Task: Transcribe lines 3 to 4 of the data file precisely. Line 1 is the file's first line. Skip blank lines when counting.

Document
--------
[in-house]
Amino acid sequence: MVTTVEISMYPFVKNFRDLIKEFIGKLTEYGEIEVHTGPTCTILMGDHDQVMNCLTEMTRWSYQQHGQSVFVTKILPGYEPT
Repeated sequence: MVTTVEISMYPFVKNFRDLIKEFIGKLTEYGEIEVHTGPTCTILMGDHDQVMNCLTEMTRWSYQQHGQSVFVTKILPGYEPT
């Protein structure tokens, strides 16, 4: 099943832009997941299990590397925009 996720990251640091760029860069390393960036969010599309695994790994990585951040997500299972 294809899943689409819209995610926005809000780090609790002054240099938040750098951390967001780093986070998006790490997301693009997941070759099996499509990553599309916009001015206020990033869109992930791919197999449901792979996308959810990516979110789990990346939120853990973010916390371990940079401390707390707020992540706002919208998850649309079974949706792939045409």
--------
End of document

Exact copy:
Repeated sequence: MVTTVEISMYPFVKNFRDLIKEFIGKLTEYGEIEVHTGPTCTILMGDHDQVMNCLTEMTRWSYQQHGQSVFVTKILPGYEPT
């Protein structure tokens, strides 16, 4: 099943832009997941299990590397925009 996720990251640091760029860069390393960036969010599309695994790994990585951040997500299972 294809899943689409819209995610926005809000780090609790002054240099938040750098951390967001780093986070998006790490997301693009997941070759099996499509990553599309916009001015206020990033869109992930791919197999449901792979996308959810990516979110789990990346939120853990973010916390371990940079401390707390707020992540706002919208998850649309079974949706792939045409």